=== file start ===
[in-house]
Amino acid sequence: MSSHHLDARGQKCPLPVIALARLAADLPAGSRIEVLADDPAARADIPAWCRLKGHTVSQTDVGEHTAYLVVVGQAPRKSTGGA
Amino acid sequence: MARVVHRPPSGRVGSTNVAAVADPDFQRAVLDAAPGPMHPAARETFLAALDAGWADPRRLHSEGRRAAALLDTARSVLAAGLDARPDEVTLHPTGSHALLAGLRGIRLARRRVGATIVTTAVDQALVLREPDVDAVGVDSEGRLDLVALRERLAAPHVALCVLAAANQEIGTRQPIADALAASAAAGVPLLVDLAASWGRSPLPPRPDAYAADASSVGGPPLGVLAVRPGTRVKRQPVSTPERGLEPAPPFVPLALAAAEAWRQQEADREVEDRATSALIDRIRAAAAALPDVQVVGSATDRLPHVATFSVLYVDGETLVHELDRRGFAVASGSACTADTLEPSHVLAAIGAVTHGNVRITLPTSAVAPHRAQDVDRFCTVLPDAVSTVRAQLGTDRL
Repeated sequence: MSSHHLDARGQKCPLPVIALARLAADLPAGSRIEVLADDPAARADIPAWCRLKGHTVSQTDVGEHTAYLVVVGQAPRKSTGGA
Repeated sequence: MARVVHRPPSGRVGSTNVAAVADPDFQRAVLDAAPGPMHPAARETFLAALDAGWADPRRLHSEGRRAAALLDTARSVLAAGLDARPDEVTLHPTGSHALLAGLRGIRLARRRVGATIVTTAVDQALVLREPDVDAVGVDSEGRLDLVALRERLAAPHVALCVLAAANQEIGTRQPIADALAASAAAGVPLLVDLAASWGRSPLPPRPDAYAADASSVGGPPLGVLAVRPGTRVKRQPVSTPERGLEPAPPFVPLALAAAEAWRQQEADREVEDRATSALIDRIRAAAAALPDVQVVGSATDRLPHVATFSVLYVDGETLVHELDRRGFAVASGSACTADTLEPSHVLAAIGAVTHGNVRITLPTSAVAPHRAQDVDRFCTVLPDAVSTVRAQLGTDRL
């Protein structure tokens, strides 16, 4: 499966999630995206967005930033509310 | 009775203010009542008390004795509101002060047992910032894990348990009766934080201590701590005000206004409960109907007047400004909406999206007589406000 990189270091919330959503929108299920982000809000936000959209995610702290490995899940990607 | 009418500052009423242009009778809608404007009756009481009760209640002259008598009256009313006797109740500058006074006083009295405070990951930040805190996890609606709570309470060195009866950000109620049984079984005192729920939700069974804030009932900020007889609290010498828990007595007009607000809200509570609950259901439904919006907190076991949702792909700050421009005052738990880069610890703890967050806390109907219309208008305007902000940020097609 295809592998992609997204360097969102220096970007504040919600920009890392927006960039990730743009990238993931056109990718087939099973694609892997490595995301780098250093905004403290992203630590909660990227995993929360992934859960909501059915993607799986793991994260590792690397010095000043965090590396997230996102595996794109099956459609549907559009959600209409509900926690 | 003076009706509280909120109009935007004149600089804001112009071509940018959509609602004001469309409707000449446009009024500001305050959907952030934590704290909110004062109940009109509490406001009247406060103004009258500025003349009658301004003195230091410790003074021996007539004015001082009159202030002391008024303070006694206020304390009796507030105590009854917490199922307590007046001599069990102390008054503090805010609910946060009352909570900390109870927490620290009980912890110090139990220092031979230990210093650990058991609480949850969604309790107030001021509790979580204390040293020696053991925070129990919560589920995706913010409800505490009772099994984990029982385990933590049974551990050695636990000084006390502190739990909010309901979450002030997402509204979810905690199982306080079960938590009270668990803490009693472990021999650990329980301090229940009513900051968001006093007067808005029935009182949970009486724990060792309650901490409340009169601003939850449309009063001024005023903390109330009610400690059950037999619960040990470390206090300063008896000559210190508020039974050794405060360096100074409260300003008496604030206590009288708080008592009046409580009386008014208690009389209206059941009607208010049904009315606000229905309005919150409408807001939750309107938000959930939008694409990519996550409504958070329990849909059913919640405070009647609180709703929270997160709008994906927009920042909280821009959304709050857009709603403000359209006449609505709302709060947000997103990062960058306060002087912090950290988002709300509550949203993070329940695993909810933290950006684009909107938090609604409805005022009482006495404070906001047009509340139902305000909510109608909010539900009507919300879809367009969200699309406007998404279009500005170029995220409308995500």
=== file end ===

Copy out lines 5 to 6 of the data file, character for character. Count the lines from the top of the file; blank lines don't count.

Repeated sequence: MARVVHRPPSGRVGSTNVAAVADPDFQRAVLDAAPGPMHPAARETFLAALDAGWADPRRLHSEGRRAAALLDTARSVLAAGLDARPDEVTLHPTGSHALLAGLRGIRLARRRVGATIVTTAVDQALVLREPDVDAVGVDSEGRLDLVALRERLAAPHVALCVLAAANQEIGTRQPIADALAASAAAGVPLLVDLAASWGRSPLPPRPDAYAADASSVGGPPLGVLAVRPGTRVKRQPVSTPERGLEPAPPFVPLALAAAEAWRQQEADREVEDRATSALIDRIRAAAAALPDVQVVGSATDRLPHVATFSVLYVDGETLVHELDRRGFAVASGSACTADTLEPSHVLAAIGAVTHGNVRITLPTSAVAPHRAQDVDRFCTVLPDAVSTVRAQLGTDRL
């Protein structure tokens, strides 16, 4: 499966999630995206967005930033509310 | 009775203010009542008390004795509101002060047992910032894990348990009766934080201590701590005000206004409960109907007047400004909406999206007589406000 990189270091919330959503929108299920982000809000936000959209995610702290490995899940990607 | 009418500052009423242009009778809608404007009756009481009760209640002259008598009256009313006797109740500058006074006083009295405070990951930040805190996890609606709570309470060195009866950000109620049984079984005192729920939700069974804030009932900020007889609290010498828990007595007009607000809200509570609950259901439904919006907190076991949702792909700050421009005052738990880069610890703890967050806390109907219309208008305007902000940020097609 295809592998992609997204360097969102220096970007504040919600920009890392927006960039990730743009990238993931056109990718087939099973694609892997490595995301780098250093905004403290992203630590909660990227995993929360992934859960909501059915993607799986793991994260590792690397010095000043965090590396997230996102595996794109099956459609549907559009959600209409509900926690 | 003076009706509280909120109009935007004149600089804001112009071509940018959509609602004001469309409707000449446009009024500001305050959907952030934590704290909110004062109940009109509490406001009247406060103004009258500025003349009658301004003195230091410790003074021996007539004015001082009159202030002391008024303070006694206020304390009796507030105590009854917490199922307590007046001599069990102390008054503090805010609910946060009352909570900390109870927490620290009980912890110090139990220092031979230990210093650990058991609480949850969604309790107030001021509790979580204390040293020696053991925070129990919560589920995706913010409800505490009772099994984990029982385990933590049974551990050695636990000084006390502190739990909010309901979450002030997402509204979810905690199982306080079960938590009270668990803490009693472990021999650990329980301090229940009513900051968001006093007067808005029935009182949970009486724990060792309650901490409340009169601003939850449309009063001024005023903390109330009610400690059950037999619960040990470390206090300063008896000559210190508020039974050794405060360096100074409260300003008496604030206590009288708080008592009046409580009386008014208690009389209206059941009607208010049904009315606000229905309005919150409408807001939750309107938000959930939008694409990519996550409504958070329990849909059913919640405070009647609180709703929270997160709008994906927009920042909280821009959304709050857009709603403000359209006449609505709302709060947000997103990062960058306060002087912090950290988002709300509550949203993070329940695993909810933290950006684009909107938090609604409805005022009482006495404070906001047009509340139902305000909510109608909010539900009507919300879809367009969200699309406007998404279009500005170029995220409308995500």